476 software options
Personalize your search
Any business size
Task management software allows businesses to automate processes involved in creating, assigning, prioritizing, and tracking the tasks of a project. This enhances team efficiency and helps complete projects on time.
In this buyers guide, we’ll look at the key features and considerations you should have in mind when buying task management software.
Here’s what we'll cover:
Task management software is a tool designed for collaborative project execution. The solution is used by teams to view task schedules on team calendars and track task status using online project dashboards.
A key facet of task management software is that it’s usually offered as a module within full-suite project management solutions that include additional features for advanced project planning, in-depth reporting, and extensive team collaboration.
Task management solutions come in cloud-based (SaaS) or on-premise versions. The key difference is that vendors take care of hosting and managing a cloud-based solution but with on-premise tools this responsibility lies with the buyer.
Both the deployment options have their pros and cons but we focus on cloud-based software over on-premise ones. For small businesses, cloud-based tools make more sense as they require lower upfront costs, have faster implementation, receive automatic updates, and need no maintenance on users’ end.
Here’s the difference between the two:
Cloud-based: Pay for your preferred monthly/annual subscription plan and you’re good to go; all you need is a computer with an internet connection. You can scale the services up or down as per changing business requirements.
On-premise: There’s no recurring monthly/annual charge involved; you purchase the license upfront (costlier than the other option) and host the software on your own servers. You sacrifice easy scalability but win complete control over your data.
Key question to ask SaaS vendors:
What security measures have you put up to protect our data?
Key question to ask on-premise solution vendors:
What’s the typical implementation time of the tool?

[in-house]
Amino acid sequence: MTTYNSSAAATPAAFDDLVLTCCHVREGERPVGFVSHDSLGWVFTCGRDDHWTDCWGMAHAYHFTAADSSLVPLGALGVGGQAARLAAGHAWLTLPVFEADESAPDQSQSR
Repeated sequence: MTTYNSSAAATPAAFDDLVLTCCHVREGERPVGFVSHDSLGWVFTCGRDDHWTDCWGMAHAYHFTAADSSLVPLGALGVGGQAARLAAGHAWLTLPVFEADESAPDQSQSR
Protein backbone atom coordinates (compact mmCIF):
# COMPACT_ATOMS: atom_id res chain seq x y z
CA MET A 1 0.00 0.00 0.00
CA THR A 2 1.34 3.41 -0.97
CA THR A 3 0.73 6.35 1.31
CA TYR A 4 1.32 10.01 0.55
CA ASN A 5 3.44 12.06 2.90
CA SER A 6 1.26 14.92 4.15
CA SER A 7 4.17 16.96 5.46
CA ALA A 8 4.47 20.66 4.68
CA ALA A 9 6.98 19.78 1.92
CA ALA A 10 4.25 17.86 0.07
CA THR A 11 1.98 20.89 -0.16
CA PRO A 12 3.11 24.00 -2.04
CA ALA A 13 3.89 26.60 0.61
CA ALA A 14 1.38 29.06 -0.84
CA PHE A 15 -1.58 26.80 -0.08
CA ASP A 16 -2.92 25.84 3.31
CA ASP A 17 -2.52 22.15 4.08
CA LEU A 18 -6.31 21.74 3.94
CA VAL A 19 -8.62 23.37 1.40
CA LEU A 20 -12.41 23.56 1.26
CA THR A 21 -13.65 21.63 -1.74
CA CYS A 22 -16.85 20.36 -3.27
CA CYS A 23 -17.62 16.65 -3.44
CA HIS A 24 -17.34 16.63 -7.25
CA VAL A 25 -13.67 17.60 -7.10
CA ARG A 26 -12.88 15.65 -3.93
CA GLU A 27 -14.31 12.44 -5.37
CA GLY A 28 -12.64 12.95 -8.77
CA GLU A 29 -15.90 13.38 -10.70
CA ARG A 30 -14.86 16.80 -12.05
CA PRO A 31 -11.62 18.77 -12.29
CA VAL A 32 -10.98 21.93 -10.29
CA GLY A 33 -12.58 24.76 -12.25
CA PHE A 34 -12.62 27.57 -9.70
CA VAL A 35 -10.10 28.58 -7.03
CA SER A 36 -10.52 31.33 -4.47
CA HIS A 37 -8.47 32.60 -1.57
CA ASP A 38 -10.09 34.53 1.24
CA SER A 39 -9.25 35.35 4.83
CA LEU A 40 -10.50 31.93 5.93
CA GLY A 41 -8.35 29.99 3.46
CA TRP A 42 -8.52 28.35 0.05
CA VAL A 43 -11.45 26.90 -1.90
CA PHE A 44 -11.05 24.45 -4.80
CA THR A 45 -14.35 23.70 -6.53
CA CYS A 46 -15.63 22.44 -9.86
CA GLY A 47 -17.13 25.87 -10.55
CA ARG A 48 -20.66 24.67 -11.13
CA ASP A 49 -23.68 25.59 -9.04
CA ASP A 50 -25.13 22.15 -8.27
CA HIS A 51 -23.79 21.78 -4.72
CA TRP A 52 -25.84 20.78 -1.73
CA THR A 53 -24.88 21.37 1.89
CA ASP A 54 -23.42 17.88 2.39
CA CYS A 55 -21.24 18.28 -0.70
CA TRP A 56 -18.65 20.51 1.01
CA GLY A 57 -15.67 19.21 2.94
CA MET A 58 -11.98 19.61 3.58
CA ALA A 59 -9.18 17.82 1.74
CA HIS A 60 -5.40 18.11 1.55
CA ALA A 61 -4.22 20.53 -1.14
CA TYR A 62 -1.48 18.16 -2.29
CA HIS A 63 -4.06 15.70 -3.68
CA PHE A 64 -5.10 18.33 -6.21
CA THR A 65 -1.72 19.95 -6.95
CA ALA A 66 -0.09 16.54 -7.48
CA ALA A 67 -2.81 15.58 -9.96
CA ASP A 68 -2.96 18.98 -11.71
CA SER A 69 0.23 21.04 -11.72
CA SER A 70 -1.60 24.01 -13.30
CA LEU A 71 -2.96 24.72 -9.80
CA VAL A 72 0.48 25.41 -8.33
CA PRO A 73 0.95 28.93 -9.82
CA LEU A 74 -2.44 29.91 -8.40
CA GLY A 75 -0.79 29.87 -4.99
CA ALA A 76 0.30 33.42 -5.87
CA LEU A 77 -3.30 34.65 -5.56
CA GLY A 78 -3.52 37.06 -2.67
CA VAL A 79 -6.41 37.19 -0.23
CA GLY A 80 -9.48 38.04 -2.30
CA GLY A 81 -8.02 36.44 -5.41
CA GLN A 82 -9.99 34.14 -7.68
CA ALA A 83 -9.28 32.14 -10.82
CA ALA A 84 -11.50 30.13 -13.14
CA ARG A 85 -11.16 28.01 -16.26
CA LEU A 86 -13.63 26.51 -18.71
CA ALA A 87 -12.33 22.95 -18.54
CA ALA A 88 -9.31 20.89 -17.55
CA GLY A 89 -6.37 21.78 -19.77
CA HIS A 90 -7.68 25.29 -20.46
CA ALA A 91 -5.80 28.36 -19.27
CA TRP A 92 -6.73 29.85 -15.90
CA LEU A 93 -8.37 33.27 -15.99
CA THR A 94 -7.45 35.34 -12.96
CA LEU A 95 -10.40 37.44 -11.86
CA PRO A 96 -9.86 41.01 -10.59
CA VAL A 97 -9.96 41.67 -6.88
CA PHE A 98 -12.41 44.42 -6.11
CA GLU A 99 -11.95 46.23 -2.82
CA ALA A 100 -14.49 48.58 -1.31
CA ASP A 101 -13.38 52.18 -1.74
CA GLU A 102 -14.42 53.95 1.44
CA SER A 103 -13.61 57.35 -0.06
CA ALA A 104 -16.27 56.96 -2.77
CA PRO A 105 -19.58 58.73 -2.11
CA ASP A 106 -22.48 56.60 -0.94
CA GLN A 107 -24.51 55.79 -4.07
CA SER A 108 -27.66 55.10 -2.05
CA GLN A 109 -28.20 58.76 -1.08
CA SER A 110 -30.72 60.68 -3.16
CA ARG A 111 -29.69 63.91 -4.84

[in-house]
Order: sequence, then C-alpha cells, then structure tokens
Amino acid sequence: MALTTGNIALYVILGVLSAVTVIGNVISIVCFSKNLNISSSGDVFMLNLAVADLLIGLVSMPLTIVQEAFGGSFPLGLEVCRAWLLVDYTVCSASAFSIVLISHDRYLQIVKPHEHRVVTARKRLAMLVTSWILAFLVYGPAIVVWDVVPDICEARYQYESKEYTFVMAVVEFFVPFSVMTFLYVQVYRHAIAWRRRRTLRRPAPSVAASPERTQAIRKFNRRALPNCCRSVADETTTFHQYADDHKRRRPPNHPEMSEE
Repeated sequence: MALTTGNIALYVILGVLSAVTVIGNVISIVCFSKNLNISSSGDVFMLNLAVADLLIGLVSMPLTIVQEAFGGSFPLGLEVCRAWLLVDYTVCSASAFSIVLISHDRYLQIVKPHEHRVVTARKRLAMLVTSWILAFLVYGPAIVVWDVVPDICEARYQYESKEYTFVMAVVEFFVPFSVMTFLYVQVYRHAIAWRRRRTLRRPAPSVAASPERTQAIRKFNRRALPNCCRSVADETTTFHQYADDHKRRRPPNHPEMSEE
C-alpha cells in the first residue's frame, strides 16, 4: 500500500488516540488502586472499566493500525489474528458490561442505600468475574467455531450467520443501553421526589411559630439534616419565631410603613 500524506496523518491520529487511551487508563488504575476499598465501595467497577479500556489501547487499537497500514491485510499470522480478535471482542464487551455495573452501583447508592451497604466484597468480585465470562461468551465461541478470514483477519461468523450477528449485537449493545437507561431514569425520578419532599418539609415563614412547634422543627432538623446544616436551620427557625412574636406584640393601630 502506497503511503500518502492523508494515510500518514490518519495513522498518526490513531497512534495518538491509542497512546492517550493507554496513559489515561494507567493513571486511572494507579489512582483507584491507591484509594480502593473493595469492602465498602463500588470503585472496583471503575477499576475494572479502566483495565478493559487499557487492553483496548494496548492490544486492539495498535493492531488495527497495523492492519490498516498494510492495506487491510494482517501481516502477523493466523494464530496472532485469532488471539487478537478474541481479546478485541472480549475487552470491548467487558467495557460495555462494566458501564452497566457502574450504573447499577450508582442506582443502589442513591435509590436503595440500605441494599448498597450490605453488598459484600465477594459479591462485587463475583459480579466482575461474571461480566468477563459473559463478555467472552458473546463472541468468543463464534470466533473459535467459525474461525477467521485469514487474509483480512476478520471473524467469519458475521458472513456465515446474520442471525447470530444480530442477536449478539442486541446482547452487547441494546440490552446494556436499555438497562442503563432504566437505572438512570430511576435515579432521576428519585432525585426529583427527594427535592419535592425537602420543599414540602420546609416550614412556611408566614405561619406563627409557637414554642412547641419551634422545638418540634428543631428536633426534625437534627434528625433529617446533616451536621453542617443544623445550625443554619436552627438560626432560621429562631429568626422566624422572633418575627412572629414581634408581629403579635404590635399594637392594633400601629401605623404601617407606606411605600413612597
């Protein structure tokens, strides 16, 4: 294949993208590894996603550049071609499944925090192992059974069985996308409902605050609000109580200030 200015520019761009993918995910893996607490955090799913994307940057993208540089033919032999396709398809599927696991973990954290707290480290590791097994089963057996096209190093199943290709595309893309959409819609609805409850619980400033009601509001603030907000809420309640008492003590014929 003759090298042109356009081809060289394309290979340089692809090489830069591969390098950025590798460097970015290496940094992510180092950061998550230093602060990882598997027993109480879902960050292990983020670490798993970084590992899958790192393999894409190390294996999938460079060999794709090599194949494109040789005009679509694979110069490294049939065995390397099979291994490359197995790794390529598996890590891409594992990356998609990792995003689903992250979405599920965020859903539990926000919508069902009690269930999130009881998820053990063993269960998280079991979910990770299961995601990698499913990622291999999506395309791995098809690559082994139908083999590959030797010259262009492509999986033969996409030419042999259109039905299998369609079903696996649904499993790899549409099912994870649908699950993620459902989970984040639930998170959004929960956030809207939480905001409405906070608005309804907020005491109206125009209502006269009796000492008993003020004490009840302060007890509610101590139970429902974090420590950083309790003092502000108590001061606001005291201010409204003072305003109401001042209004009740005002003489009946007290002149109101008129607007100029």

The core features of task management solutions revolve around execution of tasks: creating, editing, and tracking their completion.
Let’s look at the most common features of these solutions:
Task creation and scheduling: Breakdown a project by creating tasks and subtasks from scratch or by importing from email, Excel spreadsheets, or .csv files. Assign tasks to team members by adding details about the activity and due dates.
Scheduling a task in Airtable
Progress tracking: Track status of tasks, such completed, in-progress (with percentage of completion), or overdue. View these details as task lists, calendars, or kanban dashboards.
Tracking tasks in Asana
View and edit tasks Update tasks with additional details, re-use or copy existing task lists, drag-and-drop tasks to change their status, bulk assign tasks, and color-code tasks to assign priority.
Viewing and editing task details in Flowlu
Task notifications: Configure automatic emails or in-app alerts to notify stakeholders about changes made to tasks, such as due date extensions.
Configuring task notifications in Any.do
Task tagging and search: Organize and catalog tasks with appropriate labels for easy search using filters, such as departments, project names, and due dates.
Using filters to search tasks in Airtable
Collaboration: Share files with team members; attach documents and images, leave notes, and reply on comments to explain the details of a task.
Commenting on a task in Basecamp
Note: The applications selected in this article are examples to show a feature in context, and are not intended as endorsements or recommendations; they’ve been obtained from sources believed to be reliable at the time of publication.